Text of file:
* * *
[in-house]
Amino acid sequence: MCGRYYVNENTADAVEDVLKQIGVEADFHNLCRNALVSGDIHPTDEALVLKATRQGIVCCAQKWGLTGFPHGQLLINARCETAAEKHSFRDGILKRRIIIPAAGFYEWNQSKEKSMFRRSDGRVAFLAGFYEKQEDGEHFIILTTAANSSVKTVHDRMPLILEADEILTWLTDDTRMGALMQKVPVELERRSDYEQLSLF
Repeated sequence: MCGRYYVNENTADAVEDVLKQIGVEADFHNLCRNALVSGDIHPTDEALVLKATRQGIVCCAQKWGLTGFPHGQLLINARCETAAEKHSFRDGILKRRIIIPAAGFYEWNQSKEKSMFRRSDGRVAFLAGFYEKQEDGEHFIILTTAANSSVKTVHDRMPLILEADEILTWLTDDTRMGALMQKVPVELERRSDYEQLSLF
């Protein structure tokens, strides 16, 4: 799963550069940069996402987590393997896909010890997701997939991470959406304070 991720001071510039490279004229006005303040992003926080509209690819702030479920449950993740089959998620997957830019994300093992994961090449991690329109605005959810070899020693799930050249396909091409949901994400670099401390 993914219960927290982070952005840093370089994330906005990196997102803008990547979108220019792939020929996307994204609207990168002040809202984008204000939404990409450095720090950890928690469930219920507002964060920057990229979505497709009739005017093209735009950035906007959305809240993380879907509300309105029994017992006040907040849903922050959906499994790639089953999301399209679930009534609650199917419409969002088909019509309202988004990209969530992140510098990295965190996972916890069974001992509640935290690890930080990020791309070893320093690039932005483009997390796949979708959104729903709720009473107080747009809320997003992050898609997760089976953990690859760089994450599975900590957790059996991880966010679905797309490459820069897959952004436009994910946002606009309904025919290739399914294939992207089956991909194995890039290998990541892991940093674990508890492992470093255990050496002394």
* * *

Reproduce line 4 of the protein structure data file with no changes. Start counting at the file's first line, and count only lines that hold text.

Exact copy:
């Protein structure tokens, strides 16, 4: 799963550069940069996402987590393997896909010890997701997939991470959406304070 991720001071510039490279004229006005303040992003926080509209690819702030479920449950993740089959998620997957830019994300093992994961090449991690329109605005959810070899020693799930050249396909091409949901994400670099401390 993914219960927290982070952005840093370089994330906005990196997102803008990547979108220019792939020929996307994204609207990168002040809202984008204000939404990409450095720090950890928690469930219920507002964060920057990229979505497709009739005017093209735009950035906007959305809240993380879907509300309105029994017992006040907040849903922050959906499994790639089953999301399209679930009534609650199917419409969002088909019509309202988004990209969530992140510098990295965190996972916890069974001992509640935290690890930080990020791309070893320093690039932005483009997390796949979708959104729903709720009473107080747009809320997003992050898609997760089976953990690859760089994450599975900590957790059996991880966010679905797309490459820069897959952004436009994910946002606009309904025919290739399914294939992207089956991909194995890039290998990541892991940093674990508890492992470093255990050496002394």